Shauna Niequist has made more more aware of the spiritual dimensions of hospitality. Since reading Bread and Wine, I’ve been inspired to make more of an effort in this area. It is also specifically commanded in the New Testament on multiple occasions, so that’s another good motivation. There is something really powerful about the most obvious application, which is inviting people over to share a meal. But hospitality can be much smaller than that: a morning playdate, snacks for the neighborhood kids, or a “can you come in for a minute?” when someone drops by on a quick errand. While certainly every brief encounter doesn’t need to turn into an hours-long conversation, the general culture of a hospitable home is one that prioritizes forming and deepening relationships.
I’m such a rookie here, so take my thoughts with a grain of salt. But I think the idea of hospitality is important to a liturgical home because it’s a way to get the lamp out from under the bowl, if you will.
Part of the idea of a home liturgy is to display the truth of the gospel in a way that captivates the senses and the imagination. So if your home is a space where the sacred and the ordinary dance together, why not invite people into that as much as possible? With the exception of bedtime routines (boundaries!!), most of the “teaching moments” that work so nicely with children apply just as well to visitors.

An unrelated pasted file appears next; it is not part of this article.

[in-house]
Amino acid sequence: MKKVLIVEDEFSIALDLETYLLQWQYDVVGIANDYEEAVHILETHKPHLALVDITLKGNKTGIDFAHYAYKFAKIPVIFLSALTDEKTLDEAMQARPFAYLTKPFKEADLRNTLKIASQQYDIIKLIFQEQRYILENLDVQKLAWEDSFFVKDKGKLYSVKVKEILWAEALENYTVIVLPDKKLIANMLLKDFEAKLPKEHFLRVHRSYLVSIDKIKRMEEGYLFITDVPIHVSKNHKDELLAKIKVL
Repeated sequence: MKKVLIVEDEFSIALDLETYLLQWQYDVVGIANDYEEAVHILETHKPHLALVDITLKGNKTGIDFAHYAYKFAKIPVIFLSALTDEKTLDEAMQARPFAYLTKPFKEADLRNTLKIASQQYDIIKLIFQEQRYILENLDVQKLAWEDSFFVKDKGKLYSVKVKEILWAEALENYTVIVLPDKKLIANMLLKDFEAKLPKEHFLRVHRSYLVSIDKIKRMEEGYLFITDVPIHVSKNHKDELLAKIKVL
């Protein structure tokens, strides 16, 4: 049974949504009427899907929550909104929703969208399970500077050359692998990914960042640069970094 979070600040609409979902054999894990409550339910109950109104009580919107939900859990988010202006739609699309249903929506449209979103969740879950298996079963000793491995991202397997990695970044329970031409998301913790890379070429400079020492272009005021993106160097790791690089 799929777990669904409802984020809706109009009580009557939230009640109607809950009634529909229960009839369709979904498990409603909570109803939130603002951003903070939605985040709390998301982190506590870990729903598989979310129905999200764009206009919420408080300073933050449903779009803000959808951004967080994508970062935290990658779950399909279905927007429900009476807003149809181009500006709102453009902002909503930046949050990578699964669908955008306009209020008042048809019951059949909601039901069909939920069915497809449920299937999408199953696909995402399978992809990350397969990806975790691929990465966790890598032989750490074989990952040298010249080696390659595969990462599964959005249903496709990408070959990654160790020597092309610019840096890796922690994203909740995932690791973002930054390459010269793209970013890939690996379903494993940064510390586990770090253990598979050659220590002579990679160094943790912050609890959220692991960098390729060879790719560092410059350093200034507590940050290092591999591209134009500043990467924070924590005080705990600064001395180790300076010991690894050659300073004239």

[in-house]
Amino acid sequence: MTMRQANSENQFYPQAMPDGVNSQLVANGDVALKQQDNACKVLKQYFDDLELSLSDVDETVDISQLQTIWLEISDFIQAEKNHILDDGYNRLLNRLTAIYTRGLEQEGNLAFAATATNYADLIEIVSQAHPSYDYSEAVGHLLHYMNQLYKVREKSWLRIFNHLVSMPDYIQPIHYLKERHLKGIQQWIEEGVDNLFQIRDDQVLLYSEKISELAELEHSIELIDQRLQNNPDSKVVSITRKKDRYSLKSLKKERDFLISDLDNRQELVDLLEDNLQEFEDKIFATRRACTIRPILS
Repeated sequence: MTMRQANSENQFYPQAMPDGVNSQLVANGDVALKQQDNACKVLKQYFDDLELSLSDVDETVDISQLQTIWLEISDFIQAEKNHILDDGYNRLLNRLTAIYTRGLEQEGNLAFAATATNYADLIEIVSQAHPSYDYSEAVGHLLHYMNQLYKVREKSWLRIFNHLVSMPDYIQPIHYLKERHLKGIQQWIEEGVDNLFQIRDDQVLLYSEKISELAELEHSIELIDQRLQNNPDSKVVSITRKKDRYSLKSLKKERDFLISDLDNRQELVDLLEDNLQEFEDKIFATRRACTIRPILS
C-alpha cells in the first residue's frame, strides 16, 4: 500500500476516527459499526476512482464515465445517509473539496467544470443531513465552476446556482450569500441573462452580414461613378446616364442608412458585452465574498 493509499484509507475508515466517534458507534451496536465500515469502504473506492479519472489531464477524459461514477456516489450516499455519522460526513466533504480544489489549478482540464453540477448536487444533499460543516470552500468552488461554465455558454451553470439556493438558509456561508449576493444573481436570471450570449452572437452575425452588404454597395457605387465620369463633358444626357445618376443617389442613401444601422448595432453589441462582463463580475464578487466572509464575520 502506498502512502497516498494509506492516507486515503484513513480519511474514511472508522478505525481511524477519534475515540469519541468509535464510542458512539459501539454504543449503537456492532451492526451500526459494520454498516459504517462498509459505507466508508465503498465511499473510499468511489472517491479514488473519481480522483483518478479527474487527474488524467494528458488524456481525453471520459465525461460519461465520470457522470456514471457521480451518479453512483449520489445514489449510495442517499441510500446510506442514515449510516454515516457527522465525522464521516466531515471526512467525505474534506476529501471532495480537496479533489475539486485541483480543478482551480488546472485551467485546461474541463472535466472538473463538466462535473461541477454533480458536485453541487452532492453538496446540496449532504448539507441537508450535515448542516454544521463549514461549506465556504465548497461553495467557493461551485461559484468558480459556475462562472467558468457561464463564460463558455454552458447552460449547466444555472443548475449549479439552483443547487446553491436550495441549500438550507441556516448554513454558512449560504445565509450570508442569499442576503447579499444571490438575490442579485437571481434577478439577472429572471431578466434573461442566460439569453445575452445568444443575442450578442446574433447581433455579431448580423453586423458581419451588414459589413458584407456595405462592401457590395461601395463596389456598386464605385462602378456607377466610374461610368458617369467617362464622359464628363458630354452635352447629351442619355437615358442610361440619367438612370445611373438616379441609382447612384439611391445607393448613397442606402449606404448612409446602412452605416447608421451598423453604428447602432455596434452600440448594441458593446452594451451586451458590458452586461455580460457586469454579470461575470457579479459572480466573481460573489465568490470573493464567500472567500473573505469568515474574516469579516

Maybe it’s hard to bring up spiritual things in a conversation with your neighbor. But in your living room, she might ask about the unusual Advent decorations on the coffee table and it might give you an easy opening to talk about how you’re celebrating Jesus’s birth and anticipating his return. In the spring, you can invite someone over for pancakes on Shrove Tuesday and talk about preparing your hearts for Easter by observing Lent. Or maybe you’re with friends who already share your faith, and you can encourage one another by practicing eucharisteo together.
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